They gave me a list of names of old actors and so, instead of watching their movies, I went and watched interviews of some of the old-timers — the Robert Mitchums and the Steve McQueens and the Lee Marvins. And I just got a sense of who these guys were in real life because that’s really what I wanted to do — make this character real. One of the brilliant aspects of this show is that these are superheroes, these are unreal, ludicrous characters. But the fact that they’re so grounded and so rooted in reality is one of the reasons why it’s such a smash hit and people can relate.

Soldier Boy is that old guard. He’s from a different era, an era where there was toxic masculinity, women were treated a certain way and men had to act a certain way. It was an interesting narrative that was being told through his story about some of the things that we are still having to deal with in today’s society — that have been held over from those older generations, from those eras that have gone by.

Right, it feels like toxic masculinity is definitely one of the villains this season and it just takes the shape of characters like Soldier Boy, Homelander, and Butcher.

Yeah, it’s this notion that to be a man, you’ve got to suppress your feelings and you have to be tough and you have to be strong. You can’t waiver in that at all. If you do, it’s a sign of weakness and your fellow man will look down on you, will think less of you. And so to keep your chin held high, you have to put on this air of masculinity. I often think about the show Mad Men, and that era. It was a good time to be a white male. But other than that, not so great. And there’s dialogue there that Kripke is utilizing with Soldier Boy. He said the show’s like a Trojan horse. All the craziness and the superhero-ness and the blood and the exploding heads and all that stuff, that’s the horse. But on the inside is the satire, the narrative about what we’re dealing with as a culture and as a society.

Sometimes comic book properties, especially ones that are hyper-violent like The Boys, attract toxicity within its fandom. Do you think this character is going to challenge some fans of the show?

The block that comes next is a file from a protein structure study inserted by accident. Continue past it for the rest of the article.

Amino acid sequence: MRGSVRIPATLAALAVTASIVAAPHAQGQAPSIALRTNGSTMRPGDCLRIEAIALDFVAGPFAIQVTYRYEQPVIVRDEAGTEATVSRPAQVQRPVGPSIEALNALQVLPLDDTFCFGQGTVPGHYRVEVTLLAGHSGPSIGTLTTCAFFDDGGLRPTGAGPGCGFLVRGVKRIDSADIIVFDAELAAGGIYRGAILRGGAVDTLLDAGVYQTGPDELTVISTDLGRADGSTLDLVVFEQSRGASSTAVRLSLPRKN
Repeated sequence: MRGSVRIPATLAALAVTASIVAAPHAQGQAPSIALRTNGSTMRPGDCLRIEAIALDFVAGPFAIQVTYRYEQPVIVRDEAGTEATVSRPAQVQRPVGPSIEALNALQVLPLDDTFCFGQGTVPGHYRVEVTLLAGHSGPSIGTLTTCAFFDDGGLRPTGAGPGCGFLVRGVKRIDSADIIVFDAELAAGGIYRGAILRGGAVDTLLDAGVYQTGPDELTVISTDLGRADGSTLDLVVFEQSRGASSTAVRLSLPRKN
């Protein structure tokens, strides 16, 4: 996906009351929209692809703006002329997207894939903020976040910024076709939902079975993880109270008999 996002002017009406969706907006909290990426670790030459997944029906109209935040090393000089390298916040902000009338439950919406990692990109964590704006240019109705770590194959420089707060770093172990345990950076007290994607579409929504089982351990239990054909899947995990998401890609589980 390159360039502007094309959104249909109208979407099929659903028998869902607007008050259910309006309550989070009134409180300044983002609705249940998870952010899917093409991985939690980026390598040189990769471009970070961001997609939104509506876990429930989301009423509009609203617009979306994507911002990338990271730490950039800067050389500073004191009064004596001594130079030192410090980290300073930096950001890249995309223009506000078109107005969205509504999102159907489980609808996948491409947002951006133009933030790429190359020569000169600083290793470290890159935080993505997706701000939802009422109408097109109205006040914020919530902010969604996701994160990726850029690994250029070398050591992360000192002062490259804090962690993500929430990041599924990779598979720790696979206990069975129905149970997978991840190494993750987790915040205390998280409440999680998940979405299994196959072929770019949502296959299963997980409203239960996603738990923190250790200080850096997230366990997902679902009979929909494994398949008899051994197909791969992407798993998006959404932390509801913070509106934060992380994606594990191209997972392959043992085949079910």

I mean, I feel like the fans that like the show that are that probably won’t get the satire. They’ll probably just be like, ‘I like this Soldier Boy guy. He tells it like it is. Let’s get that guy a MAGA hat.’

Are you worried the character might become a right-wing poster boy then? That your face might pop up on a MAGA poster?

I mean, even not just Soldier Boy, but his sidekick Gunpowder. They utilize him with some satirical scenes that kind of take shots at the NRA and gun culture in America. It’s like Eric has a crystal ball. It’s really disturbing.

Speaking of the future, Soldier Boy has to adjust to a new era when he’s thrown into the mix here. As Jensen, if you were to wake up in 2022 after being asleep since 1950, what would be the hardest thing to adjust to?

Gas prices. [laughs] No, that’s an interesting question. I’d probably be very similar to Soldier Boy. We find him on the streets of New York looking around, just taking it all in and it’s jarring. It reminds me of when Marty McFly went to the future. But where are the hoverboards? Where are the flying cars?

It’s almost like we haven’t advanced enough.

It’s 2022 guys, where are the flying cars?

You’re spearheading a Supernatural project. Did you learn anything from how Kripke runs this show that you’ll take with you to The Winchesters?

Of course. You never stop learning. Every show, every experience, every day on set, try to pick up little nuggets of information, try to learn something. Kripke is certainly somebody who I consider a mentor, and have for many, many years. But also meeting some of these new guys and developing friendships with them, I’ve learned some really cool stuff from Karl. Just watching him lead a set, he’s a natural-born leader. I’ve been leading a set alongside my buddy, Jared [Padalecki], for 15 years. And to come on to another set where there are other leaders, it was kind of fun to sit back and observe. I mean, he could write a book. I was taking notes. And he taught me things that I had never thought of. And that’s one of the great things about doing what we get to do, is every day is different. Every day you have an opportunity to learn something, you’ve just got to be available to learn it.

It sounds like, as long as your character doesn’t die, you wouldn’t be opposed to more Boys action then.

Nobody ever really dies. This is why I do these shows because nobody ever dies.